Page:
Monthly Archives: January 2011

Collaboration in the Laboratory

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I just came upon a blog on that asked the question How Scientist Really get Trained?  They asked the readers to select from a list of resources including classes, journals, bosses, and lab mates/ colleagues. With 72% of the popular vote it was lab mates/ colleagues followed by: the internet 44%, PI/Boss 41%, journals 38%, product manuals 20%, classes 15%, textbooks 12%, conferences 10% and finally seminars with a popular vote of 5%. The results of this poll are parallel to what I have observed in my own profession as an Architect.


Hypothesis: Architects and Scientists Have a lot in Common

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Growing up in a house with a research chemist and designing laboratories for the last 15 years I have observed firsthand that  we share many similarities in what we do and our process.    I guess that my initial predisposition to the above hypothesis starts with a belief that architecture is the marriage between artistry and science.  Architects are trained to manipulate and coordinate materials and technology to creatively design space that is informed by people.  Scientists are trained to symmetrically study and acquire knowledge which leads to solving a problem.


Social Dynamics in People at Work | Part 1

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Understanding People and Process Resulting in Design of Place

Over the next few blog entries, we will be discussing how individuals interact with others and their environment at work and how this affects the planning behind design of space.

How do we choose a place to work?  What drives us to join and stay with a company?  It is a complex answer that stems from functional, emotional, physical and social aspects of being a human being at work.  The balance needed to maintain a positive value proposition between an individual and an organization is in constant flux.  Likely the most complex issue that a company should be concerned about is the social dynamics of the work created.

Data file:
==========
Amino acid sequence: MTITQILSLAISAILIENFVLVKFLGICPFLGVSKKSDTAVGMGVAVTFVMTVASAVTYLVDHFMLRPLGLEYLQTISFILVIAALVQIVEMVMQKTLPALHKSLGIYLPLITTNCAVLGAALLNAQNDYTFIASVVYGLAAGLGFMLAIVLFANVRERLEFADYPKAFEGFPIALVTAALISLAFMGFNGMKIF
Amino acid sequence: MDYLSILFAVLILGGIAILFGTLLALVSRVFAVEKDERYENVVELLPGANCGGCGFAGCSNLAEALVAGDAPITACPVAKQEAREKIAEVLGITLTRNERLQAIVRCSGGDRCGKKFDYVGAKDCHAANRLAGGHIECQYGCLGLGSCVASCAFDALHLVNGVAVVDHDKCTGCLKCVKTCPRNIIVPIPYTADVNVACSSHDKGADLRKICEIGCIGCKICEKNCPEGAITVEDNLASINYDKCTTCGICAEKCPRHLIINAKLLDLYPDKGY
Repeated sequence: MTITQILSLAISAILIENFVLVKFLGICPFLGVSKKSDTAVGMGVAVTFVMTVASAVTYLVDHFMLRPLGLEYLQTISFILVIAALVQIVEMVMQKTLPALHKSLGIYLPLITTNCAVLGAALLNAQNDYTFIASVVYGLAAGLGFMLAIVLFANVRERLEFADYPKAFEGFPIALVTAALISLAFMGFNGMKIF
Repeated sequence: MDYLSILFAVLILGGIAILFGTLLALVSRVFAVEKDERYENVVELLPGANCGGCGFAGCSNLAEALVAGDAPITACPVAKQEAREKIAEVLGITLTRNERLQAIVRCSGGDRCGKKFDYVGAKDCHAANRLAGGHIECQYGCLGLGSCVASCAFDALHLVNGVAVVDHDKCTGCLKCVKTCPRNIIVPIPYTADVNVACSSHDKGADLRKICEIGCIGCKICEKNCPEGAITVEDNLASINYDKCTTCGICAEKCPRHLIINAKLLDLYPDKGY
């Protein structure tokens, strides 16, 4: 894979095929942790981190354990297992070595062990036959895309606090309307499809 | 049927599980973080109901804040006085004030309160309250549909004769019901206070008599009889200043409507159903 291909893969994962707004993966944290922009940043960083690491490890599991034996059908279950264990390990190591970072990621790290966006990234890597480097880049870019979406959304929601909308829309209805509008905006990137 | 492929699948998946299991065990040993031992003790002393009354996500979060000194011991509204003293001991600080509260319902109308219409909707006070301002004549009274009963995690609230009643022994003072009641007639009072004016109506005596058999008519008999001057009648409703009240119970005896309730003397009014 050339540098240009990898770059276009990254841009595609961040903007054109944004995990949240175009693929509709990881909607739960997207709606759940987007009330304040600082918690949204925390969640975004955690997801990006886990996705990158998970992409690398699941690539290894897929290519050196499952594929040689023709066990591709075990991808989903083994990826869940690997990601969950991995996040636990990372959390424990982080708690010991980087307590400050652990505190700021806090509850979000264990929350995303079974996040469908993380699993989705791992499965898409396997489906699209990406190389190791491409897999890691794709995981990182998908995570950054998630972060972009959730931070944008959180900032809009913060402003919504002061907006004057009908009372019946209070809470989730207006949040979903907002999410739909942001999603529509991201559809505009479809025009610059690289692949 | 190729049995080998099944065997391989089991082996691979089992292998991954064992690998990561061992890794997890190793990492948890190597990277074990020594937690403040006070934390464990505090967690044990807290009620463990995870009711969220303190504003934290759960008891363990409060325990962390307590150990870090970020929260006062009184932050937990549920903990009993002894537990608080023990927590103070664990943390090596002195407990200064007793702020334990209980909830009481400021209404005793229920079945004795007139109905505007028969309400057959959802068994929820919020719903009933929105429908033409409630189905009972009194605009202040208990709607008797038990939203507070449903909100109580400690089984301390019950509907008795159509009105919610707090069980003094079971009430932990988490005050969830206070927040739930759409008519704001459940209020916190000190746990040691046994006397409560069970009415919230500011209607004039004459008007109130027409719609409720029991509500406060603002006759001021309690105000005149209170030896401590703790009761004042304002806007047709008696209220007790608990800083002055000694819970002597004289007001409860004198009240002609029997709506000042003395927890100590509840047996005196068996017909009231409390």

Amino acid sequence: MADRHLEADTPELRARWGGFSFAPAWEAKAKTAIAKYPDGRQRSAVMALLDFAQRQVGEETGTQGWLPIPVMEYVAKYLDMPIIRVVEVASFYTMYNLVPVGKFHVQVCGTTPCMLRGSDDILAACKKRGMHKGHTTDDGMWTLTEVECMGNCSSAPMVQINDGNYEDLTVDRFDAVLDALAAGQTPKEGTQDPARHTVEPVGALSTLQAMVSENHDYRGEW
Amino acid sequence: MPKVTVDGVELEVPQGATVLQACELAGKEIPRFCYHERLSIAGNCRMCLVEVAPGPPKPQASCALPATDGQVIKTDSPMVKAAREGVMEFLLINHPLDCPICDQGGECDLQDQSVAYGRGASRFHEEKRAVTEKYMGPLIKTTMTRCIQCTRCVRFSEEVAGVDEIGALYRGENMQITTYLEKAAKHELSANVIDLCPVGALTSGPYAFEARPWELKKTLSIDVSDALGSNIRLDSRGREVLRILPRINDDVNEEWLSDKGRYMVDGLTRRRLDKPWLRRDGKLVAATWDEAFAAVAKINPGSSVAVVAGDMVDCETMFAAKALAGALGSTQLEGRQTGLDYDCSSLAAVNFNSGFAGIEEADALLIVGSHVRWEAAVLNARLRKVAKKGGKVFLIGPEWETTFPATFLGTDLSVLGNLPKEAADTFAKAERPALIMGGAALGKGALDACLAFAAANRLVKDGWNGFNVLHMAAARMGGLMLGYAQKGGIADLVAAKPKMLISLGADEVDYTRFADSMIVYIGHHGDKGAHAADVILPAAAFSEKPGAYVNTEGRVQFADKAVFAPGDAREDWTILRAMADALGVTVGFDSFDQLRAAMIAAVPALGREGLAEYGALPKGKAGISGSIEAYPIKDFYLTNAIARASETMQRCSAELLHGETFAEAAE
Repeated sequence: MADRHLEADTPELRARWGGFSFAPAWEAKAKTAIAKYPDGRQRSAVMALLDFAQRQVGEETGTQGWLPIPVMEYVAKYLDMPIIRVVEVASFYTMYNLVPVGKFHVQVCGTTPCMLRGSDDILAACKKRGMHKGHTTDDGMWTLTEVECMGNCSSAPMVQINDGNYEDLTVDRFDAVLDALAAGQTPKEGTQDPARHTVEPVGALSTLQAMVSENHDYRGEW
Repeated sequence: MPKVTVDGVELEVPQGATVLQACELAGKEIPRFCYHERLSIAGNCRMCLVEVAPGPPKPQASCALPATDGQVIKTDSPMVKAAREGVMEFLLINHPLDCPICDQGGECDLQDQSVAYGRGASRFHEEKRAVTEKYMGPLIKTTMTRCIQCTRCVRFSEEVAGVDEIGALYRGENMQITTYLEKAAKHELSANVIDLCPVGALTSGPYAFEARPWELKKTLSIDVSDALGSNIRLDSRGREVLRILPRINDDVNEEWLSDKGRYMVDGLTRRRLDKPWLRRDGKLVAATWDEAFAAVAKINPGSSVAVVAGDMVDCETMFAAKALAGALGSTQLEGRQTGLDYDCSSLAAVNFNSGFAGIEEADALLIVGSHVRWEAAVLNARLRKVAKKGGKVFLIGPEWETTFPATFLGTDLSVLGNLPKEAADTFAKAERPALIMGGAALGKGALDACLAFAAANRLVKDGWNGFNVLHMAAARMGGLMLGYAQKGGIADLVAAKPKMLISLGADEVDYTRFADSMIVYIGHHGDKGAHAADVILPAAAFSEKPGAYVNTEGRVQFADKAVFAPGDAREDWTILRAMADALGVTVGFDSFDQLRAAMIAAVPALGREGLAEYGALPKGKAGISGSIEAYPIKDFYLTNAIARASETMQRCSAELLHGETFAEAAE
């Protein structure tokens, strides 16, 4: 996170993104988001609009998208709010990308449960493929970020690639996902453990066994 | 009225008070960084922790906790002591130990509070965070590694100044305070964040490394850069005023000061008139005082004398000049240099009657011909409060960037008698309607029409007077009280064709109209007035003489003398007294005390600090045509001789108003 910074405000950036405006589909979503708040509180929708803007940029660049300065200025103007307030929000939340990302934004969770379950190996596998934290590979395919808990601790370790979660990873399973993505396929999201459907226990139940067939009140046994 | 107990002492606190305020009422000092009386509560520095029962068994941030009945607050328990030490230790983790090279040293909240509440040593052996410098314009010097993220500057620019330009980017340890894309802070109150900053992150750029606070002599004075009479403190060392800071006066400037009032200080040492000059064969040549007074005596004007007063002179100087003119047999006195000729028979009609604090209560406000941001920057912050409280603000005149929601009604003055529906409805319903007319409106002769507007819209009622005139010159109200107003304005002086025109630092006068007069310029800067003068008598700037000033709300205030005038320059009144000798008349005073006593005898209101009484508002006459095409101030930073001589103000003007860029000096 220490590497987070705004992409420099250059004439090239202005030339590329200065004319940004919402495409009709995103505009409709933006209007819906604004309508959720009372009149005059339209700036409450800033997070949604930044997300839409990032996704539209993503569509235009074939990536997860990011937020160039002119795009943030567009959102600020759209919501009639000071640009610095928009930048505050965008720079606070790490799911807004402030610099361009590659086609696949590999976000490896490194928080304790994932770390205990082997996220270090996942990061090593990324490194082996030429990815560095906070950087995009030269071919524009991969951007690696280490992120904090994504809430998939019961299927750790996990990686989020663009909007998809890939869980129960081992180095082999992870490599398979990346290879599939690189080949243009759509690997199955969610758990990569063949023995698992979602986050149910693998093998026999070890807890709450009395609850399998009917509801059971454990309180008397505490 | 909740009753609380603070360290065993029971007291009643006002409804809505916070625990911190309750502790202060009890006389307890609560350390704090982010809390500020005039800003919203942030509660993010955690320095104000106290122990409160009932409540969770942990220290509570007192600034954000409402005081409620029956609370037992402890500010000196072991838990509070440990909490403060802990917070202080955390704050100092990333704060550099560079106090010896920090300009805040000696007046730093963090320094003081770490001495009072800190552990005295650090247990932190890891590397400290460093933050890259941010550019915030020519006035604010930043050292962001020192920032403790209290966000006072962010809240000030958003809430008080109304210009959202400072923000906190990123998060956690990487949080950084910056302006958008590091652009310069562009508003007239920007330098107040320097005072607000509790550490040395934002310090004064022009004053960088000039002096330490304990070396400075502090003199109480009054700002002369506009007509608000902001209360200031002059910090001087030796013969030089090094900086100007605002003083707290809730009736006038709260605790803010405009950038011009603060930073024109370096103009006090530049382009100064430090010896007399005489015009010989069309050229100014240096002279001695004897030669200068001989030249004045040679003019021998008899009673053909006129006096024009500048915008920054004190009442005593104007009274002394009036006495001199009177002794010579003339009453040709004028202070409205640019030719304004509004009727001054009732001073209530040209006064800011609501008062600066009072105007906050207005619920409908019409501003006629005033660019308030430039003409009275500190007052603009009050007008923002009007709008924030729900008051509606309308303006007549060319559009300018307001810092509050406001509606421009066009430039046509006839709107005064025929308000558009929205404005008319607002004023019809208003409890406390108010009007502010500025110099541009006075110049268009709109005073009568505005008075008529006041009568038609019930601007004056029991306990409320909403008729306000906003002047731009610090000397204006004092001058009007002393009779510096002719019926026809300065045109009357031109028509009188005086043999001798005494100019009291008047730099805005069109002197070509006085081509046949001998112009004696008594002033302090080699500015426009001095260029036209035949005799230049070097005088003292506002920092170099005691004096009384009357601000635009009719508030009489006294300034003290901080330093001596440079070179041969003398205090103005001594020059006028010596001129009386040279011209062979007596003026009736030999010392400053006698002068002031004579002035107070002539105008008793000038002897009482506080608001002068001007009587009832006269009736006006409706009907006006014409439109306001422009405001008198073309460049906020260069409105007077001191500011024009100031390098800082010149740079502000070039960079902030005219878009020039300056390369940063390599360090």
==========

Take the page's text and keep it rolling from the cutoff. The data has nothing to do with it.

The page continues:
The science of social dynamics is the study of the ability of a group of people who are in relation with each other to react to inner and outer changes.  This mathematically inspired approach to people comprises an analysis of the group’s ability to deal with its regulation mechanisms.  Workplace design builds upon the systems, sociology and individual behaviors of the group in order to shape space to affect positive results in the dynamics of the group.


AIHA Wish list for 2011 and 2012

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Today I was reading the EHS today (Environmental, Health and Safety) for December and read that the American Institute of Hygiene Associations, AIHA, Unveils Top EHS Public Policy Issues for 2011-2012 based upon a member survey. 

The top issues for 2011 and 2012:

Updating Permissible Exposure Limits (PELS): 

Injury and Illness Prevention Program (I2P2)

Material Safety Data Sheets (MSDS)/Globally Harmonized System (GHS)

OSHA Reform and NIOSH Recognition

Laboratory Accreditation (only 250 labs qualify now)

Three of these perked my interest to expand upon.